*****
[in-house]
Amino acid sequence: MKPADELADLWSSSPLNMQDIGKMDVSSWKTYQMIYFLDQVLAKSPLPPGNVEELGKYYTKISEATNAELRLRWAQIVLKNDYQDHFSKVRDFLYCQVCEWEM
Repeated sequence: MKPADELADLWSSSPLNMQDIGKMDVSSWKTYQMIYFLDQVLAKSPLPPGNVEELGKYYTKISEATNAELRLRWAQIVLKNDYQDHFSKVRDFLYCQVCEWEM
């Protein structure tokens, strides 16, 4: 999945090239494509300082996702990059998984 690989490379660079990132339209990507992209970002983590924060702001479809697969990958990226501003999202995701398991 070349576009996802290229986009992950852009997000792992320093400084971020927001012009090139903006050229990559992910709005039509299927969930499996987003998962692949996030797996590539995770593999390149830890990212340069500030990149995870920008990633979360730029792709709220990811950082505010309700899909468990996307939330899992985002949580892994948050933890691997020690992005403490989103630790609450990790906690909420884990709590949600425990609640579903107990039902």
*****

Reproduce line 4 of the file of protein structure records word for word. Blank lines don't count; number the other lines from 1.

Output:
């Protein structure tokens, strides 16, 4: 999945090239494509300082996702990059998984 690989490379660079990132339209990507992209970002983590924060702001479809697969990958990226501003999202995701398991 070349576009996802290229986009992950852009997000792992320093400084971020927001012009090139903006050229990559992910709005039509299927969930499996987003998962692949996030797996590539995770593999390149830890990212340069500030990149995870920008990633979360730029792709709220990811950082505010309700899909468990996307939330899992985002949580892994948050933890691997020690992005403490989103630790609450990790906690909420884990709590949600425990609640579903107990039902």